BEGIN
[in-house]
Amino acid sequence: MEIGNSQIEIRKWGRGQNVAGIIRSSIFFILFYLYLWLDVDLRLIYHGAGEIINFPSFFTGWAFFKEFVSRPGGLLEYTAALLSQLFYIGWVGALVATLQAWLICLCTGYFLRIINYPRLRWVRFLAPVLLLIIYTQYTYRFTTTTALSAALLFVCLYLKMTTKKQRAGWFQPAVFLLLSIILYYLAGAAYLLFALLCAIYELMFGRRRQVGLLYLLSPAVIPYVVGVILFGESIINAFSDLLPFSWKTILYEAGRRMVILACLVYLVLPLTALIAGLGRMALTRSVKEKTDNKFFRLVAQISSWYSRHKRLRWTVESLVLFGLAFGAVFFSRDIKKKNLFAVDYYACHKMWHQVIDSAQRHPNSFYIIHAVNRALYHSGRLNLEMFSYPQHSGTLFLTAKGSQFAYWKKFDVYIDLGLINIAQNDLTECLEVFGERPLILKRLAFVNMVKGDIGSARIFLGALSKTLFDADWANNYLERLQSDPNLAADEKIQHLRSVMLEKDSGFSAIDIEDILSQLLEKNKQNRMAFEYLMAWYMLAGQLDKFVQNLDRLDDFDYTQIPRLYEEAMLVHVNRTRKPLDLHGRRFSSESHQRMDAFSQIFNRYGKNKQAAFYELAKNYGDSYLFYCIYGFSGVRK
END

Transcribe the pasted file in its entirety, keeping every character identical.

[in-house]
Amino acid sequence: MEIGNSQIEIRKWGRGQNVAGIIRSSIFFILFYLYLWLDVDLRLIYHGAGEIINFPSFFTGWAFFKEFVSRPGGLLEYTAALLSQLFYIGWVGALVATLQAWLICLCTGYFLRIINYPRLRWVRFLAPVLLLIIYTQYTYRFTTTTALSAALLFVCLYLKMTTKKQRAGWFQPAVFLLLSIILYYLAGAAYLLFALLCAIYELMFGRRRQVGLLYLLSPAVIPYVVGVILFGESIINAFSDLLPFSWKTILYEAGRRMVILACLVYLVLPLTALIAGLGRMALTRSVKEKTDNKFFRLVAQISSWYSRHKRLRWTVESLVLFGLAFGAVFFSRDIKKKNLFAVDYYACHKMWHQVIDSAQRHPNSFYIIHAVNRALYHSGRLNLEMFSYPQHSGTLFLTAKGSQFAYWKKFDVYIDLGLINIAQNDLTECLEVFGERPLILKRLAFVNMVKGDIGSARIFLGALSKTLFDADWANNYLERLQSDPNLAADEKIQHLRSVMLEKDSGFSAIDIEDILSQLLEKNKQNRMAFEYLMAWYMLAGQLDKFVQNLDRLDDFDYTQIPRLYEEAMLVHVNRTRKPLDLHGRRFSSESHQRMDAFSQIFNRYGKNKQAAFYELAKNYGDSYLFYCIYGFSGVRK